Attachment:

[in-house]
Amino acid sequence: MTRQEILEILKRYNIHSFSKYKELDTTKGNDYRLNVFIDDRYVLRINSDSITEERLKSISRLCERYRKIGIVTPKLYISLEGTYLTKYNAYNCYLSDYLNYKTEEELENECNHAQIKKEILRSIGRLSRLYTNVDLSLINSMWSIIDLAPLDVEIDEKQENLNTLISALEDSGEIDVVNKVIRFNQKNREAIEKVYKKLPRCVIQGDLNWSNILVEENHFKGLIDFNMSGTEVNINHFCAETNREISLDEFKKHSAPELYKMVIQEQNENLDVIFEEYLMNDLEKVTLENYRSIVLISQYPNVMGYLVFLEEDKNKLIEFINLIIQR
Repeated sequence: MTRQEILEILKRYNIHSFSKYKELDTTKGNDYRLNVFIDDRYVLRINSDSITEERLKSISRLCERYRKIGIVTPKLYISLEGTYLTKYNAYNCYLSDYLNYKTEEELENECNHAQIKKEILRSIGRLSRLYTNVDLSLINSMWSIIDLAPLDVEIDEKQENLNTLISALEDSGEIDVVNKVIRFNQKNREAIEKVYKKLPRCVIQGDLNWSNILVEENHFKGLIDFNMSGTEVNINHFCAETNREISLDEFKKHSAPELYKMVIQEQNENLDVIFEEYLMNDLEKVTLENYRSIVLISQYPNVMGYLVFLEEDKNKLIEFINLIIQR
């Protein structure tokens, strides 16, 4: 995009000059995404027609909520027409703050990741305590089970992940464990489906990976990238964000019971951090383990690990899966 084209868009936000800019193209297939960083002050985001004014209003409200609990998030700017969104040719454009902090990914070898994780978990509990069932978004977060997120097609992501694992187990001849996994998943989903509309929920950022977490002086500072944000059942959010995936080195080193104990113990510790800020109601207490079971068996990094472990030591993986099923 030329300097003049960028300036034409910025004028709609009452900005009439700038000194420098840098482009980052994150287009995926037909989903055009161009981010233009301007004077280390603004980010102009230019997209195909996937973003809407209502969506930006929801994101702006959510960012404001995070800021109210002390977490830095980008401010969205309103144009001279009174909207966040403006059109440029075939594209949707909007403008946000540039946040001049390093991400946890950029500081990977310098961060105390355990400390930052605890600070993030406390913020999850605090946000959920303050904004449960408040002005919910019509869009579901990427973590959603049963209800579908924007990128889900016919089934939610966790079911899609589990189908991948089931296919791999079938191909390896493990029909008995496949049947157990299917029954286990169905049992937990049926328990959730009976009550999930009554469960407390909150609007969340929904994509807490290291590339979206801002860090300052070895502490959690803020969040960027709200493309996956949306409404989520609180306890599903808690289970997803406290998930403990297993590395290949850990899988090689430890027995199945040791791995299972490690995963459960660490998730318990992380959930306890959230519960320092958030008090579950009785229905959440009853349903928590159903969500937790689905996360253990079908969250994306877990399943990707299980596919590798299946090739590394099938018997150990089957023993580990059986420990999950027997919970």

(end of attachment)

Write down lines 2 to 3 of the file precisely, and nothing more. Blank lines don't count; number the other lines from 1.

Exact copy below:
Amino acid sequence: MTRQEILEILKRYNIHSFSKYKELDTTKGNDYRLNVFIDDRYVLRINSDSITEERLKSISRLCERYRKIGIVTPKLYISLEGTYLTKYNAYNCYLSDYLNYKTEEELENECNHAQIKKEILRSIGRLSRLYTNVDLSLINSMWSIIDLAPLDVEIDEKQENLNTLISALEDSGEIDVVNKVIRFNQKNREAIEKVYKKLPRCVIQGDLNWSNILVEENHFKGLIDFNMSGTEVNINHFCAETNREISLDEFKKHSAPELYKMVIQEQNENLDVIFEEYLMNDLEKVTLENYRSIVLISQYPNVMGYLVFLEEDKNKLIEFINLIIQR
Repeated sequence: MTRQEILEILKRYNIHSFSKYKELDTTKGNDYRLNVFIDDRYVLRINSDSITEERLKSISRLCERYRKIGIVTPKLYISLEGTYLTKYNAYNCYLSDYLNYKTEEELENECNHAQIKKEILRSIGRLSRLYTNVDLSLINSMWSIIDLAPLDVEIDEKQENLNTLISALEDSGEIDVVNKVIRFNQKNREAIEKVYKKLPRCVIQGDLNWSNILVEENHFKGLIDFNMSGTEVNINHFCAETNREISLDEFKKHSAPELYKMVIQEQNENLDVIFEEYLMNDLEKVTLENYRSIVLISQYPNVMGYLVFLEEDKNKLIEFINLIIQR